It is one of the most common ways for large companies and/or governments to borrow money in mid and/or long term.

It is a debt instrument that is not secured by physical assets, but by the reputation of the issuer, and it gives the right to receive interests and the repayment of the principal (money turned in when buying the debenture). Debentures have a due-date and they give its owner the condition of a creditor. The money raised by the debentures does not become share capital.

A debenture consists of a person/institution lending money to a company.

The company agrees to pay back the lent money along with predetermined periodical interests (coupon); it would be better for the investor to have a higher fixed rate, because this way he/she would be paid more interests. There are different types of debentures, from the point of view of security:

  1. Secured debentures: debentures secured by a charge to the assets of the company, also called mortgage debentures.
  2. Unsecured debentures: debentures issued without any charge on assets and they are also called simple or naked debentures.

On the basis of redemption:

  1. Redeemable debentures: normally, debentures are issued on the condition that they shall be redeemed (paid) after a certain period. After redemption, debentures can be re-issued.
  2. Irredeemable debentures: there is no specified date of redemption; this means that the debentures can be paid back at any time during the life of the company. They are also called perpetual debentures.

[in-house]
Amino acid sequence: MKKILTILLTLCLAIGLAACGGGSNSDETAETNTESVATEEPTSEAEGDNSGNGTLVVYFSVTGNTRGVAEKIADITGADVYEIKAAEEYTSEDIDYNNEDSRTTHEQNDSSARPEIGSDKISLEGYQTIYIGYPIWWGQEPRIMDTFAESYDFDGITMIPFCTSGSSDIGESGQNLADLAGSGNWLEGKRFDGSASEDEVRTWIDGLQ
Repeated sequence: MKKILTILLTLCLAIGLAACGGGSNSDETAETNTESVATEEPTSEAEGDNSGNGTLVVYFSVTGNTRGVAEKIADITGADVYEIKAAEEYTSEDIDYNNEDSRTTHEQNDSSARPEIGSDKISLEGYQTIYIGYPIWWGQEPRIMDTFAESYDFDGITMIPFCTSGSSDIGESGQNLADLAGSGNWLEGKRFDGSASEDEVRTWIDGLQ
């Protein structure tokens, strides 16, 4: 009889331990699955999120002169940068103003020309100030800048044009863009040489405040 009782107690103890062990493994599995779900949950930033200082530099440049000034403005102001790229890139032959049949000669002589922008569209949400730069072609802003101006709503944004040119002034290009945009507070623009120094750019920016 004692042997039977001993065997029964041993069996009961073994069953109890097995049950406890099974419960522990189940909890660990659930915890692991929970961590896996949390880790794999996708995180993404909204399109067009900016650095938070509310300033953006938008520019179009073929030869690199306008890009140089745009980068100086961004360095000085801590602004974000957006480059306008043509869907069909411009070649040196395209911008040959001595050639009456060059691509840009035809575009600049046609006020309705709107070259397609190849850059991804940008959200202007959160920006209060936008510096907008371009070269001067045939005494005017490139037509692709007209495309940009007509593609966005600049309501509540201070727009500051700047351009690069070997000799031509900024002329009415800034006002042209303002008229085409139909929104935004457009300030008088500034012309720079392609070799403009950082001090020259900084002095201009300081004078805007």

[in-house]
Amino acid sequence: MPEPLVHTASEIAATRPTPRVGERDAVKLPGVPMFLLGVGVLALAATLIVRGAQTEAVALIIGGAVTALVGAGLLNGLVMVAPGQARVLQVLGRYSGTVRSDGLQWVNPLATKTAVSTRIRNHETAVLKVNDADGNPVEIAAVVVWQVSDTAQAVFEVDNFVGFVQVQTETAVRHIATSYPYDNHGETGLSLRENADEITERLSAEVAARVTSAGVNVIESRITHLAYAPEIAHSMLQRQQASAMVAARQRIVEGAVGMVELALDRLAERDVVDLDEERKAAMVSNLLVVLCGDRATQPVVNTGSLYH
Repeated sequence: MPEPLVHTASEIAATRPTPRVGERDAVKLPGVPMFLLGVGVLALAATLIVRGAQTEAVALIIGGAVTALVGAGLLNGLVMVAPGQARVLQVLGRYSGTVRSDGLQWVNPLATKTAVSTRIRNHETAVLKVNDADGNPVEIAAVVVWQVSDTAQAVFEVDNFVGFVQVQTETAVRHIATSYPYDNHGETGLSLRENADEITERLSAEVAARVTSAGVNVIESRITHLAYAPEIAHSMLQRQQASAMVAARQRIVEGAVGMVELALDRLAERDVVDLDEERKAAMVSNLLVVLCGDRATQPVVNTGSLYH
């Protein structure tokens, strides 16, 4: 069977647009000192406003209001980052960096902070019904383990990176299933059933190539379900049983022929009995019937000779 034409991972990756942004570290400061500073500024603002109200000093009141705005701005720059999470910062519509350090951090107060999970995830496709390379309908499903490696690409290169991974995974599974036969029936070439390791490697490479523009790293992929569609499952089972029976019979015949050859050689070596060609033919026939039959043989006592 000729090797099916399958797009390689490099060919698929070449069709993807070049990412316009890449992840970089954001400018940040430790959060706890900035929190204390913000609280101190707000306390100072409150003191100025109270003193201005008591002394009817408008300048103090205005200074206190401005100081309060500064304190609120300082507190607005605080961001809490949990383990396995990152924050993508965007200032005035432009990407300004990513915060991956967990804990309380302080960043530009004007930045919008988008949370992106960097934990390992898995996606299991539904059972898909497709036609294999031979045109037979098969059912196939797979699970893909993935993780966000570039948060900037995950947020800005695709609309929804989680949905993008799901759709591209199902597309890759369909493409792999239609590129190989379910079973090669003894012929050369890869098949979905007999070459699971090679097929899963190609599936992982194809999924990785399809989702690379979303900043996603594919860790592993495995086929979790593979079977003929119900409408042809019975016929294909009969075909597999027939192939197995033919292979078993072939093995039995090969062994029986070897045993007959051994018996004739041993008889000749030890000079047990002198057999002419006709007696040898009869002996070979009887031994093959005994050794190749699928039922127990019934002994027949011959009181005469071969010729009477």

On the basis of records:

  1. Bearer debentures: debentures registered and payable to the person bearing these debentures. They are transferable and the holder is entitled to get the interest.
  2. Registered debentures: debentures payable to its registered holder. They can be transferred but the need to be registered again.
  3. Convertible debentures: debentures that can be converted into shares of the company after a predetermined period of time, by which the holder ceases to be a lender and becomes an owner of the company.
  4. Non-convertible debentures: debentures that cannot be converted into shares. They usually have higher interest rates than

Convertible debentures. On the basis of coupons:

  1. Zero Coupon debentures: debentures that do not have specified interest rate, reason why they are issued at a substantial discount.
  2. Specific Coupon rate debentures: debentures´ rate can be fixed or floating Senior debentures get paid before subordinate debentures, and there are varying rates of risk and payoffs for these categories.